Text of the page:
Spatial microsimulation as a method for estimating different poverty rates in Australia

Research output: Contribution to journalArticlepeer-review

15 Citations (Scopus)


This paper uses spatial microsimulation to calculate small area poverty severity and headcount poverty in Australia using the Foster-Greer-Thorbeck method. The estimates of poverty severity across Australia, and for certain subgroups of the population, are then compared with headcount poverty rates. Areas of difference are highlighted, and the reasons for some of these differences are investigated further. Because the spatial microsimulation gives unit record data on incomes in each small area, we can compare the microsimulated income distributions for the small areas to see what drives the difference between headcount poverty and poverty severity.

We find that the headcount poverty rate is in the same quintile as poverty severity for 63% of people in Australia. The headcount poverty rate tends to be lower than poverty severity in areas where there is extreme poverty, and this is confirmed by looking at the microsimulated income distribution of areas where the differences were greater. This may be because poverty severity is giving greater weight to the extreme poor compared with headcount poverty. There were very few areas where the headcount poverty was higher than poverty severity.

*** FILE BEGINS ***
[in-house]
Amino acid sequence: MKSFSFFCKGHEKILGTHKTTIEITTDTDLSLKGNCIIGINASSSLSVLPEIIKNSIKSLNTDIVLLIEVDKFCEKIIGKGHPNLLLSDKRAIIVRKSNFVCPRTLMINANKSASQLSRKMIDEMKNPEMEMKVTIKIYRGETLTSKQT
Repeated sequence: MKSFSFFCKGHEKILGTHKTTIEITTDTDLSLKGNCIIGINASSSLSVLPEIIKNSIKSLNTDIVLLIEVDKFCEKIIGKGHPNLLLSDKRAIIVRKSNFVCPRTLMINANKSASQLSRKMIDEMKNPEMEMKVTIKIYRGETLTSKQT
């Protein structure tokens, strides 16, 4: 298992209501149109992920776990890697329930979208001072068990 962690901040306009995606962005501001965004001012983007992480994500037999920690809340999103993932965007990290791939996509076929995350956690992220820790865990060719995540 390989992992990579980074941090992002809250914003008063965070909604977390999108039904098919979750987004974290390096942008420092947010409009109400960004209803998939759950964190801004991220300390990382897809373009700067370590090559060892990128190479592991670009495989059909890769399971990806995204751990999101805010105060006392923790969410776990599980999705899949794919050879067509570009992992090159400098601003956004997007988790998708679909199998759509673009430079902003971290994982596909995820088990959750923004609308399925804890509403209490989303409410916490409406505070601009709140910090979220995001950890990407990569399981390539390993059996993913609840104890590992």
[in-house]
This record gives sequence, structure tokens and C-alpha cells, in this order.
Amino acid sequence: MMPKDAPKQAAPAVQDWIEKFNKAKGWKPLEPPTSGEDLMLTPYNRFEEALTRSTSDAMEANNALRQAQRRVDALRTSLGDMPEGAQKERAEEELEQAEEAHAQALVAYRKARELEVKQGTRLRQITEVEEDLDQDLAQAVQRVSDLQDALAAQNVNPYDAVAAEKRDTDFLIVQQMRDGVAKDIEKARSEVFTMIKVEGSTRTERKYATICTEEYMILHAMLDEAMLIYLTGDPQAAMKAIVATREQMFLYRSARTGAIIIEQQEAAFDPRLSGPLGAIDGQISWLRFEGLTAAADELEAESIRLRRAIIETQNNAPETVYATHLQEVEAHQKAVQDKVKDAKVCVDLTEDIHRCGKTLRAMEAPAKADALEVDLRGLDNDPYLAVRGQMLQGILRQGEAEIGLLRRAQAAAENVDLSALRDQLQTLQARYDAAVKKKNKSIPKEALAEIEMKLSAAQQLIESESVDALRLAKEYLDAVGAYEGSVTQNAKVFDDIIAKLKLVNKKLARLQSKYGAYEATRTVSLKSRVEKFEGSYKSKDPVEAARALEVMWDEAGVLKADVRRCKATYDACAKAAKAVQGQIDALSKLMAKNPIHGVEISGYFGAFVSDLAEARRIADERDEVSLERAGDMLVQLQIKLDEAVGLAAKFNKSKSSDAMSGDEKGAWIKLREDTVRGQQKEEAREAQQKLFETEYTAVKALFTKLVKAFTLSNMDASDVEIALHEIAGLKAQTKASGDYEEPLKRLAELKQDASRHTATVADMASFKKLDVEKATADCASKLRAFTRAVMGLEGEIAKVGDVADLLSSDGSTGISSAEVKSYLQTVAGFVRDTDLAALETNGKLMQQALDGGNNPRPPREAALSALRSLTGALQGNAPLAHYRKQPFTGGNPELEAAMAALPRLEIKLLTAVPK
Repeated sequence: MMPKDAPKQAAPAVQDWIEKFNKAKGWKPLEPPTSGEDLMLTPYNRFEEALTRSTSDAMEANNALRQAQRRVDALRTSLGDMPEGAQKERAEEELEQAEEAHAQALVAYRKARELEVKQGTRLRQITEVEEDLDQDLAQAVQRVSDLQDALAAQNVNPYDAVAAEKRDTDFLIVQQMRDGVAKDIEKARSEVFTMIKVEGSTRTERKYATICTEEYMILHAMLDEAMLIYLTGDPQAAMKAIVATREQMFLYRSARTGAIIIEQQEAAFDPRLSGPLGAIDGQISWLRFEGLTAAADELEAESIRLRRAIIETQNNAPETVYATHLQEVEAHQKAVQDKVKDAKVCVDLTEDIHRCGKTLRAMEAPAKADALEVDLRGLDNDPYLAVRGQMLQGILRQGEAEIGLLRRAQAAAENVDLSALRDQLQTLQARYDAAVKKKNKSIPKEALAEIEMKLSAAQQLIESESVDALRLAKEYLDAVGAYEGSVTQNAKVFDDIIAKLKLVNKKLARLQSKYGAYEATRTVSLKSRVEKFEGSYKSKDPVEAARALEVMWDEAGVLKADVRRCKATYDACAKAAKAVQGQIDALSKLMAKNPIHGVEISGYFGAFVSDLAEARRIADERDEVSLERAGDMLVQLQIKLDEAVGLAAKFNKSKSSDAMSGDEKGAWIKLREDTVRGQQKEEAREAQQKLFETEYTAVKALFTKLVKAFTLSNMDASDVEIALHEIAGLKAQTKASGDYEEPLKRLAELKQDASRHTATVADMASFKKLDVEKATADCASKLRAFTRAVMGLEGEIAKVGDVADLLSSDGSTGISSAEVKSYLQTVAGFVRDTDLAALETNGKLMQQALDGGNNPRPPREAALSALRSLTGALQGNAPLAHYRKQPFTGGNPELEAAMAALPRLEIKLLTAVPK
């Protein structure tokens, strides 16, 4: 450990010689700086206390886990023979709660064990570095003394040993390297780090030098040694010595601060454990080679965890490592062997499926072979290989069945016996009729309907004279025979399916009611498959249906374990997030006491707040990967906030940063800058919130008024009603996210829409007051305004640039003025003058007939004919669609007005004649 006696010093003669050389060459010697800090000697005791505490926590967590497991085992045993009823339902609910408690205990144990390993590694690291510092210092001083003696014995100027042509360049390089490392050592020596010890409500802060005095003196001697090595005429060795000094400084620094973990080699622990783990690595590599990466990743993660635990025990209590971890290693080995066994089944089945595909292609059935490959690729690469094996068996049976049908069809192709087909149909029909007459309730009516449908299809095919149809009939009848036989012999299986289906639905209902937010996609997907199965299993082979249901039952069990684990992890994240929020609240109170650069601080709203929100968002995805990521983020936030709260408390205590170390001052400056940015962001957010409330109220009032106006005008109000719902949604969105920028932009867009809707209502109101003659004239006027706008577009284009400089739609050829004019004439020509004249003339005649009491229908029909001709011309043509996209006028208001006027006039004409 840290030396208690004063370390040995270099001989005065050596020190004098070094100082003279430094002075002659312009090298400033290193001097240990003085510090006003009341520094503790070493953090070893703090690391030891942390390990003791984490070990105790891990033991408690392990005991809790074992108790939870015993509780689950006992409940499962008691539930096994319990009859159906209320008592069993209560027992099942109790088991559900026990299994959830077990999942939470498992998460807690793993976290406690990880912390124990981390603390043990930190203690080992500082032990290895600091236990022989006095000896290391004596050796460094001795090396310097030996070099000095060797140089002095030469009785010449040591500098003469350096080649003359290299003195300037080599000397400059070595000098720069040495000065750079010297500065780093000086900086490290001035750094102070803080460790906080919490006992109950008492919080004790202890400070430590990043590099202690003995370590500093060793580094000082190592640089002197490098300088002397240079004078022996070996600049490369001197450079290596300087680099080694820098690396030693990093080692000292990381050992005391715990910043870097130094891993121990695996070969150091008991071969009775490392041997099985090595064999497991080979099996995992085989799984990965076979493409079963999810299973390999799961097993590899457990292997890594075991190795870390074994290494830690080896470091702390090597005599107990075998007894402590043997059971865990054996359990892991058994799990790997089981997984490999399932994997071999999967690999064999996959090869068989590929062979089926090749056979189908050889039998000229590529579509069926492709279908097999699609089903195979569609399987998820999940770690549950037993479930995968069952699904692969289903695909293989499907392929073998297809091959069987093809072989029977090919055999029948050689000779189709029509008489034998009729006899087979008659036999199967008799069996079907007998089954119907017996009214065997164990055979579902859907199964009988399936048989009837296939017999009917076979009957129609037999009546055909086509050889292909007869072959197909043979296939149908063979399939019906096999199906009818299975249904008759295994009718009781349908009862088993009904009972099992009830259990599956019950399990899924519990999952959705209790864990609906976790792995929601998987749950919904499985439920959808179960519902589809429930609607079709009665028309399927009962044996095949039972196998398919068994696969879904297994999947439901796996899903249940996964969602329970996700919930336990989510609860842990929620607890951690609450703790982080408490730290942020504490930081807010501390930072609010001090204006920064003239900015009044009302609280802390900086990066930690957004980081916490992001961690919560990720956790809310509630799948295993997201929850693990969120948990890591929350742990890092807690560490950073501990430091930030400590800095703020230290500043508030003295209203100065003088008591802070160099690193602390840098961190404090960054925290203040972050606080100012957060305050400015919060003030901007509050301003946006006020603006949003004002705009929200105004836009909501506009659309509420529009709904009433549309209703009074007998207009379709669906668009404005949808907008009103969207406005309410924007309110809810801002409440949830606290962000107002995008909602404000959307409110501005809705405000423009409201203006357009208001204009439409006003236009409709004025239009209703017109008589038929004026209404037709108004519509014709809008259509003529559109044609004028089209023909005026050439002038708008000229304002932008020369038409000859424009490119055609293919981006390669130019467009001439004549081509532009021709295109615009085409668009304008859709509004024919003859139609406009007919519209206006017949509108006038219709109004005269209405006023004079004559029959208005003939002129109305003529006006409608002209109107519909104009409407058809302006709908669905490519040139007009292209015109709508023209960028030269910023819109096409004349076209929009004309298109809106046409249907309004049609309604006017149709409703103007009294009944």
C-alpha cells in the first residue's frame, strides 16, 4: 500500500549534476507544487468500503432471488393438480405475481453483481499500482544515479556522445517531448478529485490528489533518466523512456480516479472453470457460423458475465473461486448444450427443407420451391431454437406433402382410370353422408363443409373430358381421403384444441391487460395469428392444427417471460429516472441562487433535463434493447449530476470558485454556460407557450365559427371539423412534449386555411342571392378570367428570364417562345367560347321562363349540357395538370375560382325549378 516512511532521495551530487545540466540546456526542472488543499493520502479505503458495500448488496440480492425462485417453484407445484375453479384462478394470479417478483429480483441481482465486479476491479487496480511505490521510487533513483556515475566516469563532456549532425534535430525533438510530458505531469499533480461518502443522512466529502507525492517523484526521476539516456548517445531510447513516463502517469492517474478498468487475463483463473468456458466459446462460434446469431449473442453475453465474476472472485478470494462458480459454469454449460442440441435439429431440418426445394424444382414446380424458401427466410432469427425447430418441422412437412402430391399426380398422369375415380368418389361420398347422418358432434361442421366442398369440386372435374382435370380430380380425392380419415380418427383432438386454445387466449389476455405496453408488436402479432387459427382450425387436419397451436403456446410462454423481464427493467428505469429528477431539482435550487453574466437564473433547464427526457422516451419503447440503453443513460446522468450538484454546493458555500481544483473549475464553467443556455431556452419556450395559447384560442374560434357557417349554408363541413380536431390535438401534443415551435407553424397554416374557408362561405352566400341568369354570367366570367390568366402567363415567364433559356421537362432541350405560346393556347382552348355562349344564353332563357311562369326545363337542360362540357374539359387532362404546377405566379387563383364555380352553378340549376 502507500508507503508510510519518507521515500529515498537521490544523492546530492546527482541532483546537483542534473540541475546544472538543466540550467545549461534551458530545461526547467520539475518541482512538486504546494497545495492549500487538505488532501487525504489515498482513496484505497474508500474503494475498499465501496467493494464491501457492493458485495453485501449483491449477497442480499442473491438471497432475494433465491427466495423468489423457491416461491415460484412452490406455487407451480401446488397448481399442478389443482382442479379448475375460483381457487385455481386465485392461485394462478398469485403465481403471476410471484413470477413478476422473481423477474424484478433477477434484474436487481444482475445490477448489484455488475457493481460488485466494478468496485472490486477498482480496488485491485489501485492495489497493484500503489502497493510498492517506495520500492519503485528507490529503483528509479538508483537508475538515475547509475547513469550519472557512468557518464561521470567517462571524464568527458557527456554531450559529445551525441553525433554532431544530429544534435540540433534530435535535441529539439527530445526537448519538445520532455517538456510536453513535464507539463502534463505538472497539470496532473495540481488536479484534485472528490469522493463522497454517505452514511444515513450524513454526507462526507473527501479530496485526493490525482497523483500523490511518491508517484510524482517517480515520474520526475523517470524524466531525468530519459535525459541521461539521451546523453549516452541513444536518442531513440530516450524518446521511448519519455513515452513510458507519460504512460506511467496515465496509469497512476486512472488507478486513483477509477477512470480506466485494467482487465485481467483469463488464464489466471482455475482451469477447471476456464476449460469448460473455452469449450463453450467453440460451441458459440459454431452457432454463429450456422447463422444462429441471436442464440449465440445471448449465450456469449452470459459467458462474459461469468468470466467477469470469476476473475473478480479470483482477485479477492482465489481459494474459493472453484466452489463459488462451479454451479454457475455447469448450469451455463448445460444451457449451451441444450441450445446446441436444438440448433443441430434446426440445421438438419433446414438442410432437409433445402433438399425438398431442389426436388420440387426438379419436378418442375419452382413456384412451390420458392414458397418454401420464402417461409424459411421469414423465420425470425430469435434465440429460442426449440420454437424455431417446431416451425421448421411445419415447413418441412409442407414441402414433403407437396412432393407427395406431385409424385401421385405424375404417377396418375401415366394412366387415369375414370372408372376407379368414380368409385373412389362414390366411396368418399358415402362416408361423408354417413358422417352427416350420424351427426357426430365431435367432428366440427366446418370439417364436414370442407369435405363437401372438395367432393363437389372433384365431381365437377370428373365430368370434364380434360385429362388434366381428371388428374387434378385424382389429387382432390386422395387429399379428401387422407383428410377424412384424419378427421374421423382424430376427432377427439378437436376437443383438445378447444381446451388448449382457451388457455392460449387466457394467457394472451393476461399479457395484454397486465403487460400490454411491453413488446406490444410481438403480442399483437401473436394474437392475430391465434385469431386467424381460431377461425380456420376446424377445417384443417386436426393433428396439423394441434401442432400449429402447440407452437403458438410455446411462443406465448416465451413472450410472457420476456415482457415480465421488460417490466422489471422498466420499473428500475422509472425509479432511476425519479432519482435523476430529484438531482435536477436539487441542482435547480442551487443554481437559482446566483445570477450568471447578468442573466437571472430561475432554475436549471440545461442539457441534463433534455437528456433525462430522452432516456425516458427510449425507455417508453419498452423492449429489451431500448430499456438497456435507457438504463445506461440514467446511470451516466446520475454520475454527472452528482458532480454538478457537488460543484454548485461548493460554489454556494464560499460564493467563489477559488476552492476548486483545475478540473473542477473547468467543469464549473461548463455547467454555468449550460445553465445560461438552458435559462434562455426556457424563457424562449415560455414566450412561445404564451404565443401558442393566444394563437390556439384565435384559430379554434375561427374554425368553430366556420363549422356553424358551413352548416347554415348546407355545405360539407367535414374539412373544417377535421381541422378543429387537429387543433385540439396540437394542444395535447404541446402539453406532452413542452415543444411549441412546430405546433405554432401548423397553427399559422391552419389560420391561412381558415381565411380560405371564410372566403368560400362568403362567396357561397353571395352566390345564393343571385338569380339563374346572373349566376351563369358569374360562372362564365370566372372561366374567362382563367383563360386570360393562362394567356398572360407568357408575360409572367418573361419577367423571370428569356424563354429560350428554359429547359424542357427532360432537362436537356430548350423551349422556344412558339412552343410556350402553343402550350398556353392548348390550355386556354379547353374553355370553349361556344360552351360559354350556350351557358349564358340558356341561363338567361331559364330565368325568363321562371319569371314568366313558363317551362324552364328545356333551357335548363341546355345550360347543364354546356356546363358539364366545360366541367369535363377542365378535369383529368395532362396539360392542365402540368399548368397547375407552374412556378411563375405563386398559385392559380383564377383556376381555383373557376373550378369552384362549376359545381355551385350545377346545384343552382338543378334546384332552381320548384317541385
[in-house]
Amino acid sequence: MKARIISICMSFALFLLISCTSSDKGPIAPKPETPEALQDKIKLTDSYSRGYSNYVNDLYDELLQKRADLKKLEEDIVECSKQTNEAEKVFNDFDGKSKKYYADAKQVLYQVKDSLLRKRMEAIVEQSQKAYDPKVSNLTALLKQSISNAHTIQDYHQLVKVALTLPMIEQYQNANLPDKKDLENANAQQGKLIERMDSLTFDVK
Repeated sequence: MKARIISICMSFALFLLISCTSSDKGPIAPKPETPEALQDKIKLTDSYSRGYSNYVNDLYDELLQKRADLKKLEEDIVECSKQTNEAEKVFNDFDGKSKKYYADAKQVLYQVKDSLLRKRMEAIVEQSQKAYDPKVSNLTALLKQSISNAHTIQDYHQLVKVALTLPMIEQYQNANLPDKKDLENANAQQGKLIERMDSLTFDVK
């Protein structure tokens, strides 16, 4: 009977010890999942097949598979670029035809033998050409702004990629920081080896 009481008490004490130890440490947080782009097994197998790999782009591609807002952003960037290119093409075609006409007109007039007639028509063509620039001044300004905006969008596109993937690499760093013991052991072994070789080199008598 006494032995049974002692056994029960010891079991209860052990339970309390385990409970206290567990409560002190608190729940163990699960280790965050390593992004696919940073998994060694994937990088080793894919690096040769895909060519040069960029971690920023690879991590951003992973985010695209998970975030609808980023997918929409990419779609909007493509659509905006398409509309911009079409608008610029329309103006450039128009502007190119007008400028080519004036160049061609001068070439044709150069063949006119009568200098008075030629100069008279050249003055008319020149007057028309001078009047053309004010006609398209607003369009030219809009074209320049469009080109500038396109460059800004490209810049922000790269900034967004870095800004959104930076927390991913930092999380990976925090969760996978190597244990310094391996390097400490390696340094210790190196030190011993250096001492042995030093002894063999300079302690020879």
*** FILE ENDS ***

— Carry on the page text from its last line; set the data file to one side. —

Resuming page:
Looking at older single people, the picture was very different. Only 36% of aged single people were in the same quintile. In many areas, the headcount poverty was much higher than poverty severity. Areas where the headcount poverty rate was higher than the poverty severity tended to be areas where there were a number of people very close to the poverty line, which is common for aged single people on a pension
Original languageEnglish
Pages (from-to)222-235
Number of pages14
JournalPopulation, Space and Place
Issue number3
Publication statusPublished - 2011


Dive into the research topics of 'Spatial microsimulation as a method for estimating different poverty rates in Australia'. Together they form a unique fingerprint.

Cite this